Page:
CLEVELAND — Sniffling, sneezing, hives and congestion all go hand-in-hand with allergy season. But this year, here in Northeast Ohio, allergy sufferers may be experiencing a higher level of symptoms and the Cleveland Clinic said there's a reason for it.
Dr. David Lang, the chair of the Allergy and Immunology department at the Cleveland Clinic, said this year we're going through what's called the "double hit."
Dr. Lang said because we had rain and snow so late into the year, the typical tree pollen season got pushed back. Now it's occurring simultaneously with grass pollen season.
"Tree season is likely going to fade through the month of June but the grass season will persist," Dr. Lang said.
So allergy sufferers, who are allergic to both grass and tree pollen, may be suffering symptoms at a higher rate.
The Cleveland Clinic doctor said part of the reason they may be sneezing, sniffling or having congestion, even with low pollen counts, is because of what the medical field calls 'priming.'
"If you've gone through a period where you're exposed to high level of clinically level relevant pollen, tree or grass, in this case both, it means that later on in the season - even when there are low levels of pollen- in the air, with exposure outdoors you could still have a high level of symptoms," he said.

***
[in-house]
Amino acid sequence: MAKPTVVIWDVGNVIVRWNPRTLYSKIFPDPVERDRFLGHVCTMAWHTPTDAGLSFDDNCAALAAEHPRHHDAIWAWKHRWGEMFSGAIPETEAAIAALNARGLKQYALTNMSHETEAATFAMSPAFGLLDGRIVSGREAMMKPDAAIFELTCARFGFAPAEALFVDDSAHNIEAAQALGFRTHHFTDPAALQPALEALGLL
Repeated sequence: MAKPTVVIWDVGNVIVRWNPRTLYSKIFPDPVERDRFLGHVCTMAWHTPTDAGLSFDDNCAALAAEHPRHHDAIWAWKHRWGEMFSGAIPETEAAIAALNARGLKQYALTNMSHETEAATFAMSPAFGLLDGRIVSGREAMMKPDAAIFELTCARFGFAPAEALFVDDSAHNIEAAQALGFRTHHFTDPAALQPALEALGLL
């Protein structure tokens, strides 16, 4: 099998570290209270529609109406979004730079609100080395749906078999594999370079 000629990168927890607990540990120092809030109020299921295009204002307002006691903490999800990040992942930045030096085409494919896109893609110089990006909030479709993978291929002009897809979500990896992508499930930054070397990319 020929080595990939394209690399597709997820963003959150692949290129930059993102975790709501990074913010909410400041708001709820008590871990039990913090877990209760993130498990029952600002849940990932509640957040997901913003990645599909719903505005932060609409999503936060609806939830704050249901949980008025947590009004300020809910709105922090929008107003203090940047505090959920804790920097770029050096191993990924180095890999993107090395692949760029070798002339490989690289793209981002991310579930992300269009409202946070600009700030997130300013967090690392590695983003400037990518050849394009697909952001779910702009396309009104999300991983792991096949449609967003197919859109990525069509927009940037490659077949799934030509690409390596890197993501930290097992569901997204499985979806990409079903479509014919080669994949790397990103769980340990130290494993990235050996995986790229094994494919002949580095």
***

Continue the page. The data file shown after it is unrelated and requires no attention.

Dr. Lang said those with allergies should continually take allergy medicine - even if you don't feel like you need it.
"Given the nature of this season, it's really important for people to take their medication regularly - whether you think you need it or not," Dr. Lang said. People have a tendency to wait until they're having a high level of symptoms before they start taking medication and then they take it on an as need basis. The evidence shows that if you take it regularly - whether you think you need it or not - that it's associated with a lower level of symptoms."
Experts also said wearing a mask while outside can also help to reduce the amount of pollen you're taking in.